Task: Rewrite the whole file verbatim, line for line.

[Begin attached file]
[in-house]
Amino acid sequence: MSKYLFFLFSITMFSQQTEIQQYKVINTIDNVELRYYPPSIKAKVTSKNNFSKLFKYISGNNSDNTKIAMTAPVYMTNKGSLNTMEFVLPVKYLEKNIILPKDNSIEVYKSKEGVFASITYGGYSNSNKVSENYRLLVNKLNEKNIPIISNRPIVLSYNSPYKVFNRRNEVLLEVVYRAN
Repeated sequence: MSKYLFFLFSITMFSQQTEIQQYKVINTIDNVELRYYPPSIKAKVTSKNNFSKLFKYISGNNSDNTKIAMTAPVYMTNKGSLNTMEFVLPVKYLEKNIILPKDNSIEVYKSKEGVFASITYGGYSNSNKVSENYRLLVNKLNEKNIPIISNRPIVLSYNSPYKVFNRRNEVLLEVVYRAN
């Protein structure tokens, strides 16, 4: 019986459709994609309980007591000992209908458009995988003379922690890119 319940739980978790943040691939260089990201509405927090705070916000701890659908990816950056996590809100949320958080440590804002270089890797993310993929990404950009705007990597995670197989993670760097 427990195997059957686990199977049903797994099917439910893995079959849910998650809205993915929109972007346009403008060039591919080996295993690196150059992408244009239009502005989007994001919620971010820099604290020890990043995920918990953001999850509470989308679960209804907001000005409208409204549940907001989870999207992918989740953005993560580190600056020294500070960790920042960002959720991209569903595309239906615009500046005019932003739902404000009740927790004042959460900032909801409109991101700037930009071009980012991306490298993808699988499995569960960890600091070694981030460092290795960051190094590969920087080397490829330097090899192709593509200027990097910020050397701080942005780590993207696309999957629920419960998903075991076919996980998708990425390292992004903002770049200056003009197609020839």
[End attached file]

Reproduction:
[in-house]
Amino acid sequence: MSKYLFFLFSITMFSQQTEIQQYKVINTIDNVELRYYPPSIKAKVTSKNNFSKLFKYISGNNSDNTKIAMTAPVYMTNKGSLNTMEFVLPVKYLEKNIILPKDNSIEVYKSKEGVFASITYGGYSNSNKVSENYRLLVNKLNEKNIPIISNRPIVLSYNSPYKVFNRRNEVLLEVVYRAN
Repeated sequence: MSKYLFFLFSITMFSQQTEIQQYKVINTIDNVELRYYPPSIKAKVTSKNNFSKLFKYISGNNSDNTKIAMTAPVYMTNKGSLNTMEFVLPVKYLEKNIILPKDNSIEVYKSKEGVFASITYGGYSNSNKVSENYRLLVNKLNEKNIPIISNRPIVLSYNSPYKVFNRRNEVLLEVVYRAN
């Protein structure tokens, strides 16, 4: 019986459709994609309980007591000992209908458009995988003379922690890119 319940739980978790943040691939260089990201509405927090705070916000701890659908990816950056996590809100949320958080440590804002270089890797993310993929990404950009705007990597995670197989993670760097 427990195997059957686990199977049903797994099917439910893995079959849910998650809205993915929109972007346009403008060039591919080996295993690196150059992408244009239009502005989007994001919620971010820099604290020890990043995920918990953001999850509470989308679960209804907001000005409208409204549940907001989870999207992918989740953005993560580190600056020294500070960790920042960002959720991209569903595309239906615009500046005019932003739902404000009740927790004042959460900032909801409109991101700037930009071009980012991306490298993808699988499995569960960890600091070694981030460092290795960051190094590969920087080397490829330097090899192709593509200027990097910020050397701080942005780590993207696309999957629920419960998903075991076919996980998708990425390292992004903002770049200056003009197609020839």